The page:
Author J.K. Rowling arrives at the RFK Ripple of Hope Awards at New York Hilton Midtown on December 12, 2019 in New York City. (AFP/Dia Dipasupil)
"Harry Potter" author J.K. Rowling sparked outrage online from fans and members of the LGBT+ community again on Sunday after a string of tweets accused of being transphobic at a time when protests over inequality are raging globally.
The tweets came in response to an opinion piece on global development site Devex where Rowling took umbrage with the headline "creating a more equal post-COVID-19 world for people who menstruate".
"'People who menstruate'. I'm sure there used to be a word for those people. Someone help me out. Wumben? Wimpund? Woomud?" Rowling said late Saturday.
Critics pointed out Rowling's views equated womanhood with menstruation while many trans men menstruate and many other women do not.
"You can write a whole magical world but can't fathom that trans men exist? I haven't had a period since 2017 - has my womanhood been paused until I can summon one?" said British author and relationship advice columnist Beth McColl.
Rowling, 54, said her comments were not intended to offend the trans community and only meant to highlight that "sex is real and has lived consequences".
"I respect every trans person's right to live any way that feels authentic and comfortable to them. I'd march with you if you were discriminated against on the basis of being trans, Rowling wrote on Twitter.
"At the same time, my life has been shaped by being female. I do not believe it's hateful to say so."
I respect every trans person’s right to live any way that feels authentic and comfortable to them. I’d march with you if you were discriminated against on the basis of being trans. At the same time, my life has been shaped by being female. I do not believe it’s hateful to say so.— J.K. Rowling (@jk_rowling) June 6, 2020
A spokesman for Rowling declined to add further comment.
The British author has come under fire for her views about the LGBT+ community in the past.
Last December she supported a woman who was fired for tweeting that people cannot alter their biological sex. She has also been criticized for adding a gay relationship to her "Harry Potter" series after the book was published.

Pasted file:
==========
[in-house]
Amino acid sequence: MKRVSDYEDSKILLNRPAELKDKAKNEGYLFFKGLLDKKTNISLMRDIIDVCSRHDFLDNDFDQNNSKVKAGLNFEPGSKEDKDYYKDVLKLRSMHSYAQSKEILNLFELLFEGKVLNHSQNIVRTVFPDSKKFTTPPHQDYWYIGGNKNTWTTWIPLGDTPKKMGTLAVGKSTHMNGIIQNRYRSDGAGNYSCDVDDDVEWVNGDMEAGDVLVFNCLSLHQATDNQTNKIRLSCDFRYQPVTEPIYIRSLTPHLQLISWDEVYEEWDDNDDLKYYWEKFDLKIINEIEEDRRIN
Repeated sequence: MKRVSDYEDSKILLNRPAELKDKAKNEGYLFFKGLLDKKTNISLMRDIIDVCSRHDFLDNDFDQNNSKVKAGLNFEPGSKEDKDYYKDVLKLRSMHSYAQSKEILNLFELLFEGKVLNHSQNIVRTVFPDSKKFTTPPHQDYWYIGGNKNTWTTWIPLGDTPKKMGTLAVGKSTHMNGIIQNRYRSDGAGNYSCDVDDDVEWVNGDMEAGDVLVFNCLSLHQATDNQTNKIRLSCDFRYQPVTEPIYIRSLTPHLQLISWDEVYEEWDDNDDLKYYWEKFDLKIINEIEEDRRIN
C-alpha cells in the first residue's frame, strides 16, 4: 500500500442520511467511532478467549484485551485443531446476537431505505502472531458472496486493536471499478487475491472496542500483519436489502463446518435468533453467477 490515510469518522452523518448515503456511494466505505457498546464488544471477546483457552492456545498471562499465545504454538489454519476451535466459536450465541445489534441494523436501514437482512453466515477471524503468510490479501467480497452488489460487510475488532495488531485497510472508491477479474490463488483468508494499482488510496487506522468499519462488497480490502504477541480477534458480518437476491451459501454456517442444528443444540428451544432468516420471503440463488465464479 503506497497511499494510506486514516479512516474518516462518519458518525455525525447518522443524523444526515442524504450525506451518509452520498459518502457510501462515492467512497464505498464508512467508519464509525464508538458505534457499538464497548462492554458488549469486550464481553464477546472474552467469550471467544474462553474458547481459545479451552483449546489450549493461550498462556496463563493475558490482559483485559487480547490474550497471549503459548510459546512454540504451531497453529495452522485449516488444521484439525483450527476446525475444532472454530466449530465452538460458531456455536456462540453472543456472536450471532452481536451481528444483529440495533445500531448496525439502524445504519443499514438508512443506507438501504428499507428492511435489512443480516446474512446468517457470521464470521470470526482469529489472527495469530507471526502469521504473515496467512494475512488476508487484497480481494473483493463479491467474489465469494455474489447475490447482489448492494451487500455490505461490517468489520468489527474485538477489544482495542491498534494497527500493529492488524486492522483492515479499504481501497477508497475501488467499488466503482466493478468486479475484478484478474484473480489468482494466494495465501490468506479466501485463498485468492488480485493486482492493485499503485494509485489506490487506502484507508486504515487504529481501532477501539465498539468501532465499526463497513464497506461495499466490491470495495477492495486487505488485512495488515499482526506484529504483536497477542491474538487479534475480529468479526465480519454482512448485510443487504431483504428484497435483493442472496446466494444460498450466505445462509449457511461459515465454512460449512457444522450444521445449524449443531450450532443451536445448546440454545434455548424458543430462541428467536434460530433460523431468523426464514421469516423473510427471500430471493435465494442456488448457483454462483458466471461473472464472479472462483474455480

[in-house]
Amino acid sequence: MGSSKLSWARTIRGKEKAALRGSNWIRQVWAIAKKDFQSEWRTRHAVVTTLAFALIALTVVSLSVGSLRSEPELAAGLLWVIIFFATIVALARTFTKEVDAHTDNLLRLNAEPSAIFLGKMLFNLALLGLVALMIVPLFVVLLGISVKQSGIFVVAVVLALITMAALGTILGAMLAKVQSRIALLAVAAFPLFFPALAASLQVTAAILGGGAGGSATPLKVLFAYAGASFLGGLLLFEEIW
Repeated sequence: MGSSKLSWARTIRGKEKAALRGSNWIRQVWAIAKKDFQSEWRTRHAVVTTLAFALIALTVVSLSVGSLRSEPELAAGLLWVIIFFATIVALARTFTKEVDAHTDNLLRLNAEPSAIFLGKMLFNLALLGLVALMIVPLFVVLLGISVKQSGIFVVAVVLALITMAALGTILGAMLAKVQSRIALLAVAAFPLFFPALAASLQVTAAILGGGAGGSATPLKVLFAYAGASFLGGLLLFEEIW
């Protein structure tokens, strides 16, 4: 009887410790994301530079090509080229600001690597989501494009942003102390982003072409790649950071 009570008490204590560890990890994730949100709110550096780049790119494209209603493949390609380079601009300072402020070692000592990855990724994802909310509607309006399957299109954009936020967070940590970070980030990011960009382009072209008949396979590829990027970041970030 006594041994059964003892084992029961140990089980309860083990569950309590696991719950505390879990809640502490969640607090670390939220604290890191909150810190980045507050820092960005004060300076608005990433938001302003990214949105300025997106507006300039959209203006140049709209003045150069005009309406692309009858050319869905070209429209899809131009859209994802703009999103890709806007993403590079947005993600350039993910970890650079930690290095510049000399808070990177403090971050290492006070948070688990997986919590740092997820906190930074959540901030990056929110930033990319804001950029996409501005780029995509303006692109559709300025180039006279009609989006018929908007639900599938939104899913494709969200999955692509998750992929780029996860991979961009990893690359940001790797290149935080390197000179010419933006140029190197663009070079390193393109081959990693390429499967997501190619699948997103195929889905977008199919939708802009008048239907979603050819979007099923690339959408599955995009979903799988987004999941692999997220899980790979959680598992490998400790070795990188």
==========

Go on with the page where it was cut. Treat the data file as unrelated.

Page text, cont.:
In recent years debates between trans activists and feminists have raged over what it is to be a woman.
At the heart of the debate is whether the rights of trans women are compatible with those of other women, particularly in terms of access to single-sex spaces, including women's refuges.
Cara English of Gendered Intelligence, a UK-based trans rights organisation, said Rowling's timing in rekindling this debate at such a turbulent time in the fight for equality was "remarkable".
"As white supremacy and its bedfellows sexism, classism and fascism are being loudly challenged on the streets, it seems remarkable to be reheating tepid, essentialist arguments against trans people," English told the Thomson Reuters Foundation.
"Let's focus our energies not on chastising or even really caring what negativity comes our way as a community, but on making the world a better place for all of our trans siblings, especially our black trans siblings."
In the wake of the new criticism, some Harry Potter fans also revisited a long-running debate about Rowling's representation of Black, Asian and Minority Ethnic (BAME) people in her books with the character name "Cho Chang" trending.
Cho Chang was the only Chinese character in the book series.
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